In a town hall session on the U.S. opioid epidemic on Thursday, National Drug Control Policy Director Michael Botticelli enlisted DOs’ help in using non-opioid pain management options whenever appropriate and in treating patients with substance abuse disorders. Osteopathic physicians, Botticelli said, are well-positioned to make a difference in both areas: “As DOs, you look at the whole health of the patient, and that’s critical because it helps with finding and addressing the underlying causes for issues.”
Botticelli, who’s also known as the U.S. “drug czar,” spoke to DOs ahead of the AOA’s House of Delegates meeting; his remarks were featured in a newscast (above) on TV station WGN 9 Chicago. Botticelli’s specific recommendations for physicians include:
- Get training to prescribe buprenorphine, a drug that reduces withdrawal cravings, blunts the pleasurable effects of opioids and is used in medication-assisted treatment for substance use disorders. Training is available through the Substance Abuse Mental Health Services Administration, as well as the American Osteopathic Academy of Addiction Medicine.
- For patients with pain, follow CDC guidelines to use opioids as a last resort and “start low and go slow” when opioids are needed. Use alternative treatments, including osteopathic manipulative treatment, whenever possible.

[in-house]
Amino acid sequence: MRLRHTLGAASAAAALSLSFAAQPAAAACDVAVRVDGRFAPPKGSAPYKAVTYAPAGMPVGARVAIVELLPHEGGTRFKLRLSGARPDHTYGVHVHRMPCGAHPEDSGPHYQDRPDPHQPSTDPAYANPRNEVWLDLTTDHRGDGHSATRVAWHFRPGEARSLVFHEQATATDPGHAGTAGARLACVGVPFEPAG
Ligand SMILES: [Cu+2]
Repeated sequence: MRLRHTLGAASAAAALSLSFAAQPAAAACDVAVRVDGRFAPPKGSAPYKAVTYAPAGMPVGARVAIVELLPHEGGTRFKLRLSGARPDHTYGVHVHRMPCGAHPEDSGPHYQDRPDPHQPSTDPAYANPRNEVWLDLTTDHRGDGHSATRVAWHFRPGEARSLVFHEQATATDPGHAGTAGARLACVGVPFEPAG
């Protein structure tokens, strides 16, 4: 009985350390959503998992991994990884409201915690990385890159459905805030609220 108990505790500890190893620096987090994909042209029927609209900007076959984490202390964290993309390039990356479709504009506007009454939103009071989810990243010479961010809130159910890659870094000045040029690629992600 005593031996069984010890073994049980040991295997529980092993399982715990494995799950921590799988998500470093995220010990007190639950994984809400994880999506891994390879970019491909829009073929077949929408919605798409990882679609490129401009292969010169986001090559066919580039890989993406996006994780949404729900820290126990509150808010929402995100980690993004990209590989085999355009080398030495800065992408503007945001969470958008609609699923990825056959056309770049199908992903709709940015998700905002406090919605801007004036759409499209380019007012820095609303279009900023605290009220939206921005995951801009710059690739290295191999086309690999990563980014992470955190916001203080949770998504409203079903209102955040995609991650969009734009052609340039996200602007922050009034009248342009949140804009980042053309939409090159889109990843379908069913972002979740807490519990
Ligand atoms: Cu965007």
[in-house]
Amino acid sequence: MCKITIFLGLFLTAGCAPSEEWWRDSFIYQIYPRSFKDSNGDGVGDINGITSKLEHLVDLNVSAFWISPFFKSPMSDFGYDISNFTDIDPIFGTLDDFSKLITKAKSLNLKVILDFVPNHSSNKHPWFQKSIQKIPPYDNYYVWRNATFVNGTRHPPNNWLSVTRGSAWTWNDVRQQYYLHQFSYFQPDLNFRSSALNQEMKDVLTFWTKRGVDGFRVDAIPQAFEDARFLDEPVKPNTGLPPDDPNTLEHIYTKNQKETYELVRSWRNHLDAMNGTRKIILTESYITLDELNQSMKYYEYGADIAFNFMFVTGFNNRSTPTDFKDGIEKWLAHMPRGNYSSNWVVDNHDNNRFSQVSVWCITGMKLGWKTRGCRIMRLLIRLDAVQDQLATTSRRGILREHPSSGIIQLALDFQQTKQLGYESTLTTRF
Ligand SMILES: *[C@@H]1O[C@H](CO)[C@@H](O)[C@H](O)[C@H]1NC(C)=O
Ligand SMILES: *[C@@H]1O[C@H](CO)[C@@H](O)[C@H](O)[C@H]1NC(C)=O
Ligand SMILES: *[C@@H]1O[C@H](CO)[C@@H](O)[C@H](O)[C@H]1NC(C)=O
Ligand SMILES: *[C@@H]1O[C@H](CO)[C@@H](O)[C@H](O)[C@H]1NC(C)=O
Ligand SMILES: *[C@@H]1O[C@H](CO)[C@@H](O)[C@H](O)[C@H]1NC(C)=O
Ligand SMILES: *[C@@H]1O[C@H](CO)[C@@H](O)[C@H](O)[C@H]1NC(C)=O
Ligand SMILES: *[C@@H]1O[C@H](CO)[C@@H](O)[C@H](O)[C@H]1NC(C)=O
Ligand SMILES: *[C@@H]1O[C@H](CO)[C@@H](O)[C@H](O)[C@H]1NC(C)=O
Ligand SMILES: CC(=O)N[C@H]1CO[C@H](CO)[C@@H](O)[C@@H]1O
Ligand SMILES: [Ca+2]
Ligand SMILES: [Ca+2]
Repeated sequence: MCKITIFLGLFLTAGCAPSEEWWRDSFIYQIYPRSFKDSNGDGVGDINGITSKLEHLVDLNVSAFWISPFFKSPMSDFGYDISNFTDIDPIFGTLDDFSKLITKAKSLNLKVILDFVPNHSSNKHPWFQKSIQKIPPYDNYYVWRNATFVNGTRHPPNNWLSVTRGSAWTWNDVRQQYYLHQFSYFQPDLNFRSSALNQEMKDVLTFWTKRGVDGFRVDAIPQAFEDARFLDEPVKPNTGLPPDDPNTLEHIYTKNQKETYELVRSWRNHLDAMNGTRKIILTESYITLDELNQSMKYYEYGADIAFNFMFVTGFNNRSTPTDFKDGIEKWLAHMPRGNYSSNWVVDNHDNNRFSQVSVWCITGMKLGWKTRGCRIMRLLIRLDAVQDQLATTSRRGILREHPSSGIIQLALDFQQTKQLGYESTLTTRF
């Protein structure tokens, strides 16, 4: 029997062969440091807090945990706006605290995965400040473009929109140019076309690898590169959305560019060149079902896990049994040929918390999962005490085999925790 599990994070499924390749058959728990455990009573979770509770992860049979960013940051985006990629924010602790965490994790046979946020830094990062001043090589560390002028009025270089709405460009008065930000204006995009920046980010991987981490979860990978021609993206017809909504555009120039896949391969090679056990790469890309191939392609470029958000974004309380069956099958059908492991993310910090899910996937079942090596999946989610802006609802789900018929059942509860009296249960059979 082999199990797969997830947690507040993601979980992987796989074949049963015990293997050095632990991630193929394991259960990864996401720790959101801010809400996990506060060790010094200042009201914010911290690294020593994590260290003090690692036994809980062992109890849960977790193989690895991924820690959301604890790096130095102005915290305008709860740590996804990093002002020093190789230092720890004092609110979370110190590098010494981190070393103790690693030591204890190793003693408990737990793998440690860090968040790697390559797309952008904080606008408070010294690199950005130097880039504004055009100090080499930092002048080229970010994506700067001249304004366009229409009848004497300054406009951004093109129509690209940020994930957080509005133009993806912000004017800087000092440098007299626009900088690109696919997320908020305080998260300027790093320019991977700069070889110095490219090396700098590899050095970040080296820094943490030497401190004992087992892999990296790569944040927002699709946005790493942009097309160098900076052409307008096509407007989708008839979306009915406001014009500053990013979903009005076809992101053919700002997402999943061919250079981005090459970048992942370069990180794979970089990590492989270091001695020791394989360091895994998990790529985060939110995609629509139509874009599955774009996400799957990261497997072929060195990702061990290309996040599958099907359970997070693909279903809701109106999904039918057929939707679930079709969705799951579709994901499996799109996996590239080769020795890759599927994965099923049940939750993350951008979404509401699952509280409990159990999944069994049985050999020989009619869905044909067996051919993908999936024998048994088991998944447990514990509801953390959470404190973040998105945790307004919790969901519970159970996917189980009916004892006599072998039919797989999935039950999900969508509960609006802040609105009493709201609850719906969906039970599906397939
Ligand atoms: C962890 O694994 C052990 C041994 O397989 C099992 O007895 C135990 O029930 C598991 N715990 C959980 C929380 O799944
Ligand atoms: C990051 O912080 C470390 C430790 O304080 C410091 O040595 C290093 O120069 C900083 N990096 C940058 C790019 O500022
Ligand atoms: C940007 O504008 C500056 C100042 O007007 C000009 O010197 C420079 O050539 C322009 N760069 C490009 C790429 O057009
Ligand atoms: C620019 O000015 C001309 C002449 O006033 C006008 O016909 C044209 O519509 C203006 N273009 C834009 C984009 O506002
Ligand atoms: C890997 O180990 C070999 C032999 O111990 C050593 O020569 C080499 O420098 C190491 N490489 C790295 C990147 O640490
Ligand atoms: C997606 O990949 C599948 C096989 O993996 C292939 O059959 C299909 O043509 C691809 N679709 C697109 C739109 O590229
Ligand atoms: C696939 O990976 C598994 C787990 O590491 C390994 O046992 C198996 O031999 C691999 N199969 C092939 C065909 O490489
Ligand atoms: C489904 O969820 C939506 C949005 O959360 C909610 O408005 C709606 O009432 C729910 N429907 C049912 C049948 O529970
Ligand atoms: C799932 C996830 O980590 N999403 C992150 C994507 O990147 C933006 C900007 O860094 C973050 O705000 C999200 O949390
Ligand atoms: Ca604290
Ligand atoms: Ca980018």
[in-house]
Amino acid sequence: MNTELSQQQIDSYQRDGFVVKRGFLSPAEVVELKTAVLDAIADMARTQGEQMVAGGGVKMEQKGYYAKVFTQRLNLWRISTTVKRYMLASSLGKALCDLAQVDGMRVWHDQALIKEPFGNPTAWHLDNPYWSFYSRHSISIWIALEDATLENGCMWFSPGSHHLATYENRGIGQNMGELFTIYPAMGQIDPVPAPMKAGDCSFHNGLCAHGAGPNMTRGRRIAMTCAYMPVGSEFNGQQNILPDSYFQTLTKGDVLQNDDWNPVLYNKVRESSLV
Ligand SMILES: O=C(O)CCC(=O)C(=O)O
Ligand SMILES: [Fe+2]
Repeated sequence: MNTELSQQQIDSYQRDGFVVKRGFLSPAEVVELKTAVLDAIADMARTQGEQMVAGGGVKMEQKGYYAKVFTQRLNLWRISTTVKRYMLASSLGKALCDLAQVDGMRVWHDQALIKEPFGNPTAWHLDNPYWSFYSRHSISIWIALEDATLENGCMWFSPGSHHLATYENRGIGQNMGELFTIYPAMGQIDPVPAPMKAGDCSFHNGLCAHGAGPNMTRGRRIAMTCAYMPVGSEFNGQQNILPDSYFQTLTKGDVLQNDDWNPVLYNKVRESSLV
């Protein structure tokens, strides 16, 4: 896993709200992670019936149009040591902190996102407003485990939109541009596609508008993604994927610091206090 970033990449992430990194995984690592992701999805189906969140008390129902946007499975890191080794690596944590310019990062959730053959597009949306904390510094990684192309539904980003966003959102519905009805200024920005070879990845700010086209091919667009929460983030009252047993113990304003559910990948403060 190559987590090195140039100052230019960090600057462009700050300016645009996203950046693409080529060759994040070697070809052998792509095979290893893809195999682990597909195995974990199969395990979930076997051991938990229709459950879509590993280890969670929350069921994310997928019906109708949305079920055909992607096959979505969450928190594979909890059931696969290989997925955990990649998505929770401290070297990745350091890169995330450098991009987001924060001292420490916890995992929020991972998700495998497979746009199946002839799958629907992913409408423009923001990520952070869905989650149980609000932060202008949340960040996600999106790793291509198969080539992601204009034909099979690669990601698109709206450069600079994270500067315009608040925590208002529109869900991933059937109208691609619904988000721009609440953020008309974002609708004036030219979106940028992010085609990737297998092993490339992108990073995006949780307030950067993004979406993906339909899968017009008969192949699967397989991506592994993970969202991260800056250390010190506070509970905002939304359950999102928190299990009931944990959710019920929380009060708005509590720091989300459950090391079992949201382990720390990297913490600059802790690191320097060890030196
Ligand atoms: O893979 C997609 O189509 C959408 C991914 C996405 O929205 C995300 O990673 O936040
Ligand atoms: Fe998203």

- Prescribe naloxone, which reverses the effects of opioid overdose, to patients in recovery. “I know it can raise patients’ eyebrows, but I think it’s prudent,” Dr. Botticelli explained.
Cleanne Cass, DO, has been involved in advocacy in Ohio aimed at stemming the opioid crisis. “We were able to close pill mills, expand the drug reporting database that watches for red flags like doctor shopping, and update the guidelines for chronic and acute pain management to include non-pharmaceutical modalities for treating pain,” she said. “All of us can make a huge difference in ensuring the osteopathic voice is heard.”
‘The other side of addiction’
Despite the challenges, Botticelli is optimistic that the stigma around substance use disorders is decreasing. “One of the bright spots is people who are talking proudly about their recovery,” Botticelli said, noting he’s in long-term recovery himself. “The recovery community is showing that you can have an incredibly vibrant, loving, productive life on the other side of addiction.”